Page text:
If that whip antenna can be one meter from a noisy cable, then the EMI test has to also place the antenna at one-meter separation.

Then there is the issue of separation between test sample and ground plane. In the typical vehicle installation, equipment bonds directly or indirectly to vehicle structure. The EMI test simulates this with a tabletop ground plane mounted 80-90 cm above floor height. On an OATS or in a SAC/ FAC, the test sample is 80 cm above the floor ground plane, with at most a green wire connection to it. Including a tabletop ground plane on an OATS or in a SAC/FAC destroys the anechoic properties of the facility, and those who advocate for OATS/SAC/FAC use also advocate for removal of the tabletop ground plane.

But the tabletop ground plane five centimeters below test sample attached cabling is worth up to 20 dB in reduced cable radiation efficiency for emission work, and something similar in terms of the effective aperture of test sample-connected cables during immunity/susceptibility testing. Especially for automotive use, where unshielded cables are the norm, meeting very stringent radiated limits one meter away in the absence of that ground plane is at best impractical.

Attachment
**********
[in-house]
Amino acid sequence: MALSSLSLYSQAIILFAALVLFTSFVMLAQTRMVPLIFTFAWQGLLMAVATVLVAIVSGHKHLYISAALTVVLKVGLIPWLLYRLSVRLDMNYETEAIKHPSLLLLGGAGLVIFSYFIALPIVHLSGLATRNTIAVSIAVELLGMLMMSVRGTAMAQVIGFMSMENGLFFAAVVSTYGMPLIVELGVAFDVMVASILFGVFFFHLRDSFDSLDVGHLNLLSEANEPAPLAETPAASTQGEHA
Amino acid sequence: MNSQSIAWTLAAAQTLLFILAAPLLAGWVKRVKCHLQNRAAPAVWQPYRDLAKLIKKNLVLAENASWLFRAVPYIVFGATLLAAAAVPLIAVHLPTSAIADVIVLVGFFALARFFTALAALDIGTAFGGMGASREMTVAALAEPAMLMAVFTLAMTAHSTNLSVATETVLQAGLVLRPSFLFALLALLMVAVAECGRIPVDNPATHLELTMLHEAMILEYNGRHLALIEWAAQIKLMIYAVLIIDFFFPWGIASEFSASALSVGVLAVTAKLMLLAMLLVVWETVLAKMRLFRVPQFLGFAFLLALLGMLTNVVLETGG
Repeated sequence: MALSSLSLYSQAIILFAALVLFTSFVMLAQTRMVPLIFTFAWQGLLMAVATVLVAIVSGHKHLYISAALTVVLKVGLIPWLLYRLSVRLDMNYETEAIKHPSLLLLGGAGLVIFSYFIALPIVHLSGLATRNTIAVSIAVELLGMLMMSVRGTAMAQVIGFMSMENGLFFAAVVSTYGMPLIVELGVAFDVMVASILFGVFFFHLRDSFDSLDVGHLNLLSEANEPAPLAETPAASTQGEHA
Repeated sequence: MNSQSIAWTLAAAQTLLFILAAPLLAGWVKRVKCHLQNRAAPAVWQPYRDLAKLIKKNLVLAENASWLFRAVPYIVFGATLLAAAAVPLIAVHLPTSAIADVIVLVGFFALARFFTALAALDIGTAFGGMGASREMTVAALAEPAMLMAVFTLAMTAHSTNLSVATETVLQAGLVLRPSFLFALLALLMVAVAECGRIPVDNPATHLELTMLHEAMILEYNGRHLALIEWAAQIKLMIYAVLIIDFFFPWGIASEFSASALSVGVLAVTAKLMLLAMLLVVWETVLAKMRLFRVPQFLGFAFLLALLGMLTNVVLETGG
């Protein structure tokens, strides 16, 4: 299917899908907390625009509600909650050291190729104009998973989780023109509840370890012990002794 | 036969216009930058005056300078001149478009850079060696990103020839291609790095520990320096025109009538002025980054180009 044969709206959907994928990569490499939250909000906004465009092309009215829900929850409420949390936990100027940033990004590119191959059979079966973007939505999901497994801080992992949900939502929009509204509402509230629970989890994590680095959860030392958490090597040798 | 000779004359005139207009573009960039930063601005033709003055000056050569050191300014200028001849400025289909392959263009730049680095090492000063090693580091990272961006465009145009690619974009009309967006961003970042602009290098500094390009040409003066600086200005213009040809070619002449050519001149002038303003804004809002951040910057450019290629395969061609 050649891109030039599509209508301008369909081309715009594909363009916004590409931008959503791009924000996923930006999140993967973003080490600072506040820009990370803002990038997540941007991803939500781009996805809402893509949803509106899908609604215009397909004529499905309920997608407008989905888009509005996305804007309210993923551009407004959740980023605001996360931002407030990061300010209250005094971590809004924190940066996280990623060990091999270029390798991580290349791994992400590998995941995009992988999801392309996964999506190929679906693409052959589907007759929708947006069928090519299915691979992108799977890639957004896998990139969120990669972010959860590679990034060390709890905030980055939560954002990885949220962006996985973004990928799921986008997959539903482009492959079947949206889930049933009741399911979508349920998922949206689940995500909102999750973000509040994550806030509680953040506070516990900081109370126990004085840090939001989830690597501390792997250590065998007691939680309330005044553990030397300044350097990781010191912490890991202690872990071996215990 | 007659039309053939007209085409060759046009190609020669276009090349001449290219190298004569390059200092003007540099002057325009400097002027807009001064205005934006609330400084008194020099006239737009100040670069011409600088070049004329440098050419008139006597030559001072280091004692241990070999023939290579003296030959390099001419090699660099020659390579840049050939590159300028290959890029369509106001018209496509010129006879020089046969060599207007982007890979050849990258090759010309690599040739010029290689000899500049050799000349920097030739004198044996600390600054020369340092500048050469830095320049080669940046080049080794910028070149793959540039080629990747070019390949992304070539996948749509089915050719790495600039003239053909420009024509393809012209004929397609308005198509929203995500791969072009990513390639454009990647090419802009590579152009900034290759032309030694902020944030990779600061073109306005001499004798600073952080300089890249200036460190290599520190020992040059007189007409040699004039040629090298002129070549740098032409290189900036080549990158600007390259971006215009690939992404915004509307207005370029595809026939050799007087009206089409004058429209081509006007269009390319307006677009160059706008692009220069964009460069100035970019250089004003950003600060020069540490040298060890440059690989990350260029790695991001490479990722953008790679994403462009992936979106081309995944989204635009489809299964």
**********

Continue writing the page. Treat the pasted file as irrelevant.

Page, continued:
It is presuming to insist on OATS and SAC/FAC type measurements in lieu of one-meter measurements for vehicle equipments. The comparison is apples and oranges. Considering not only (vehicle) equipment EMI testing, but also on-vehicle EMC assessment, including the super-hi fidelity check of RE coupling to vehicle antennas, it is clear that the overall vehicle EMI/EMC program efficiently does exactly what is needed.

Finally, there is the issue of protection of off-vehicle receivers. Automobile-level RE limits are imposed at ten meters to protect radios operating near roadways. Army ground vehicle-level RE limits impose control at one meter, to protect radios in a tactical operations center adjacent to which the vehicle might be parked. Some military aircraft impose RE control at one nautical mile to protect against aircraft detection by hostiles.

The simple conclusion is we test things the way we use them. It is always better to separate noisemakers and sensitive receivers, and when we can separate them we do, but when we can’t, then we have to assess the potential for EMI at the separations we expect in actual use.

To demand that vehicle equipment-level EMI testing adopt SAC/FAC/OATS type methods is akin to the old joke about looking for lost car keys not where they were dropped in a dark alley, but a block away under a street lamp, because it is easier to see there. favicon

 

author javor-ken Ken Javor
has worked in the EMC industry over thirty years. He is a consultant to government and industry, runs a pre-compliance EMI test facility, and curates the Museum of EMC Antiquities, a collection of radios and instruments that were important in the development of the discipline, as well as a library of important documentation. Mr. Javor is an industry representative to the Tri-Service Working Groups that write MIL-STD-464 and MIL-STD-461 (the “G” effort presently underway). He has published numerous papers and is the author of a handbook on EMI requirements and test methods. Mr. Javor can be contacted at ken.javor@emccompliance.com.